I've been trying to think of terms we had when I was a teenager. We said, "cool" a lot. Before something was "cool" it was "tough." "Far out" was popular, but mainly with John Denver. I don't think I ever said, "feeling groovy." In junior high, I remember a not so flattering term was to call someone a "fish." I'm not even sure what that meant. I still say, "dude" more than I should.
The thing I need to remember is that just because you know the terms the Gen Z-ers use doesn't mean you should use them. I tried "and I oop" on my daughter and she just rolled her eyes. But there is power in at least understanding what they are talking about without using the words yourself.
I'm cool with that.
Monday, January 13, 2020
And miles to snow before I sleep...
In the land of rain, snow is an anomaly. It confuses people who are used to a liquid sky and not a frozen one. Ironically, Seattle is the gateway to Alaska, a place where snow just is.
Pretty as it may be, I don't really like snow. It stresses me out because it creates uncertainty and a feeling of being trapped. Schools close. Cars slide. And here, store shelves are emptied at the mention of snow. People in the Pacific Northwest are snow flakes.
Sure, when I was a kid, I loved snow. I loved building snow men and sledding and snowball fights. But our schools never closed because we all lived within walking distance of school. So there were no school buses to slide around on icy streets. And growing up, there weren't a lot of hills to make driving a challenge anyway.
I find it ironic that, even with all of our technology, we still can't control or predict the weather with a lot of certainty. So the weather is like death. You know it is coming, you just don't really know when.
Meanwhile, I stare out my office window at the flakes drifting down and melting as they hit the dark pavement. I am glad it is melting.I have yet to be stuck at work because of snow. My wife and children are home enjoying an extra day off. My dog is there too, probably disconcerted that she has nowhere in the snow covered back yard to pee or poop without getting her butt cold and wet.
And there are miles to snow before I sleep.
Wednesday, January 08, 2020
They say it's Elvis' birthday...
If Elvis hadn't died in 1977, he would have been 85 today. And it is hard to imagine what the King of Rock and Roll would have looked like at 85. But in honor of his birthday I'm posting some photos of my Elvis holiday ornament collection as they looked after I took down the Elvis tree on New Year's Day.
Lady's and gentlemen, Elvis has left the building. Happy birthday Elvis!
Thursday, January 02, 2020
And so it is the year 2020. It doesn't feel much different than 2019...or 2018 for that matter. It's all arbitrary anyway. The calendar is an artificial construct we can blame on the Catholic church to try and give Christianity some credibility by artificially pinpointing when Jesus lived.If the calendar was real, the countdown would have begun when the earth was spit out of whatever star it came from.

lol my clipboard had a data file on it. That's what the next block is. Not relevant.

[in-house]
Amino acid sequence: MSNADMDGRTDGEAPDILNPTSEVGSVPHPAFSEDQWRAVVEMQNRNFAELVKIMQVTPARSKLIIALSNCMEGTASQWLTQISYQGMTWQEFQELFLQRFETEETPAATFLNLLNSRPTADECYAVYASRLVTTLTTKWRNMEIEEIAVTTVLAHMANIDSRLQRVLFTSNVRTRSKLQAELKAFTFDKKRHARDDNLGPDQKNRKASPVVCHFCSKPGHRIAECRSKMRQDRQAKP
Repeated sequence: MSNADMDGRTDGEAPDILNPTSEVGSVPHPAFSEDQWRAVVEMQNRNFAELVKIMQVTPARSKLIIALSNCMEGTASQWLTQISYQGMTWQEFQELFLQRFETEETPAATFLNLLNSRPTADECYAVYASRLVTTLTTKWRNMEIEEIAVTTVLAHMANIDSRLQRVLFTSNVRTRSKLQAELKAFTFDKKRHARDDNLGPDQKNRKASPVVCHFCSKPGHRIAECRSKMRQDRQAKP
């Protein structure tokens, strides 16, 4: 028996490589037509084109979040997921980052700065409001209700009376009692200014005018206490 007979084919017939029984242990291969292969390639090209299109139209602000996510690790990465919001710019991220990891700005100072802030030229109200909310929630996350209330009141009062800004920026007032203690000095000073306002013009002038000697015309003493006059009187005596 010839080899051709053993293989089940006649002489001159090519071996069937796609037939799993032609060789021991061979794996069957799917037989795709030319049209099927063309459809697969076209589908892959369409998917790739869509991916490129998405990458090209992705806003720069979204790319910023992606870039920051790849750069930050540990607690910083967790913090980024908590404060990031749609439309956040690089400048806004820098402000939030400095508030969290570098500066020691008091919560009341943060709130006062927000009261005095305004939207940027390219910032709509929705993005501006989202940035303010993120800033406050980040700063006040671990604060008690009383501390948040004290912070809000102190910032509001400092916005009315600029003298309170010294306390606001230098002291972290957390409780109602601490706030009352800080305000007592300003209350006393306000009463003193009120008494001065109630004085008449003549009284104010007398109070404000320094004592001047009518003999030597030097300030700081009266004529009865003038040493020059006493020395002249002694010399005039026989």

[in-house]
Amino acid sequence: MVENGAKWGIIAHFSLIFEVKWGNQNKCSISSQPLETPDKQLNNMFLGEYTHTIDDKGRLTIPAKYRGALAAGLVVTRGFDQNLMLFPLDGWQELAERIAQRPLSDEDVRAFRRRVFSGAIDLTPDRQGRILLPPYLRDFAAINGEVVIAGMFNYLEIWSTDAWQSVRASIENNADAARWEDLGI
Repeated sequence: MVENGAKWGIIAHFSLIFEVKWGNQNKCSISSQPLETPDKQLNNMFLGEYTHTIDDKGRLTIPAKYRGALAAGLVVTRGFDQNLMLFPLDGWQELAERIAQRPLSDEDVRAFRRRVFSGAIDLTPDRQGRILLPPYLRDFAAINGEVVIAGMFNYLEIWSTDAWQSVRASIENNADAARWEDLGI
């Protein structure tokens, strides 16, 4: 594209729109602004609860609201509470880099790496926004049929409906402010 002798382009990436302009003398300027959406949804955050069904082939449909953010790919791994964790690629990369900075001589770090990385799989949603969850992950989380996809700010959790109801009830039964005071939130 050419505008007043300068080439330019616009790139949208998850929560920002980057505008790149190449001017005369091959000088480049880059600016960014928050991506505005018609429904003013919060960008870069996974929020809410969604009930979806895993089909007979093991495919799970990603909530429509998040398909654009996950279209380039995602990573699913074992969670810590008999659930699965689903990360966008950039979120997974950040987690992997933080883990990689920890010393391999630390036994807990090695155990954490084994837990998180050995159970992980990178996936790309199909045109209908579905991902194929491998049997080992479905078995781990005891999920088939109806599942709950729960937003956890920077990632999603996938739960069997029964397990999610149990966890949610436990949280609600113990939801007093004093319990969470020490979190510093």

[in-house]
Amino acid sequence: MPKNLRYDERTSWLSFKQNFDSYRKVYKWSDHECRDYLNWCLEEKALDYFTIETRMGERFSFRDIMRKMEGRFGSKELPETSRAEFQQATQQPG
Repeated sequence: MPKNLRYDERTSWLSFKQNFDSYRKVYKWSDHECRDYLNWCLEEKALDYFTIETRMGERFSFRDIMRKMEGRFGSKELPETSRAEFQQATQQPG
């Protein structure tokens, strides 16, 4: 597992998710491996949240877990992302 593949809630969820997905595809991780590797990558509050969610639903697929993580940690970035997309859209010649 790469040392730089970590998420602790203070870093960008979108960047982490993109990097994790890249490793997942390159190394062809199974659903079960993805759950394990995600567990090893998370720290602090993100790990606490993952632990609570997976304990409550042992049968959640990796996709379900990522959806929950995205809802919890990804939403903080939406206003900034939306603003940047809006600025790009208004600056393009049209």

Or the countdown would have begun when man's ancestors crawled out of the primeval ooze and started thinking.
But no, we are stuck with a couple of a thousand years plus two decades. And there is still bickering about this being the start of the second decade because there was no year "0." Give me a fucking break. Is that all people have to worry about?
I wonder, if the calendar had never been invented, would we age?
I imagine, though, that people would have just come up with other ways to parse out time. They would probably refer to events rather than years, like, "Yeah, Johnnie was born in the time cousin Ed got kicked in the head by a mule."
Regardless, now we are stuck with the calendar and clocks and aging. I am still startled every time I look in the mirror. My inside self isn't aging as fast as my outside self. My daughter was going through old photographs yesterday. There were the few photos taken during my childhood. I was struck by the black and white moments captured by my mother, primarily on holidays and when were camping. There were also the school pictures that highlighted the gradual transition from childhood to young adulthood.
Since it was more complex to take photos back then, the moments captured were further apart. Today, it seems like every moment is captured. So it is harder to see the impact of the calendar.
Facebook fucks with your brain by periodically dredging up memories of things you posted two, three or five years before. Since I mainly post photos of my kids, it tugs at my heart to see how quickly we lost the years when they were excited when Daddy was home. Now I am lucky to get a grunt of acknowledgement when I walk in the door.
But I suppose that is what measuring time is all about, acknowledging what is past and can never be again. Or acknowledging how much of time we repeat.
Over and over again.